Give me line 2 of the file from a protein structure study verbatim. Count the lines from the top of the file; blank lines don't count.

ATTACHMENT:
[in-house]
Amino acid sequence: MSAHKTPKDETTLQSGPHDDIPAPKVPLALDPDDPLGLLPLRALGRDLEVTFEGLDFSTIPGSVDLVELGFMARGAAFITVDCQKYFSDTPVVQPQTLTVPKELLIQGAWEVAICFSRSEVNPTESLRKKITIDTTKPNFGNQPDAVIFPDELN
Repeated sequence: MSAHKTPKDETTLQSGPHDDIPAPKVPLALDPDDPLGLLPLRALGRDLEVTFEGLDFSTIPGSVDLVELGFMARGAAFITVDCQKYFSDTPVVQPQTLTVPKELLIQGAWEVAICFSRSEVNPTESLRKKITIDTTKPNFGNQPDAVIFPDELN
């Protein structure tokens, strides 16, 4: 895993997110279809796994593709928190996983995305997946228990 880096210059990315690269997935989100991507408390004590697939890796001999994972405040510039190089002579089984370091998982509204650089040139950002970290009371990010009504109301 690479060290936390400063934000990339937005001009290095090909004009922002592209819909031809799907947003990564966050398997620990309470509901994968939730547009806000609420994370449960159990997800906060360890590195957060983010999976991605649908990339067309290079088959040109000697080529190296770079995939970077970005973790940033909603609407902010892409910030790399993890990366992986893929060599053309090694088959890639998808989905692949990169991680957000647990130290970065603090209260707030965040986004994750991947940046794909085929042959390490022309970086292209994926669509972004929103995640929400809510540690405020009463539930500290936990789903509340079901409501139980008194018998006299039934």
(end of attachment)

Amino acid sequence: MSAHKTPKDETTLQSGPHDDIPAPKVPLALDPDDPLGLLPLRALGRDLEVTFEGLDFSTIPGSVDLVELGFMARGAAFITVDCQKYFSDTPVVQPQTLTVPKELLIQGAWEVAICFSRSEVNPTESLRKKITIDTTKPNFGNQPDAVIFPDELN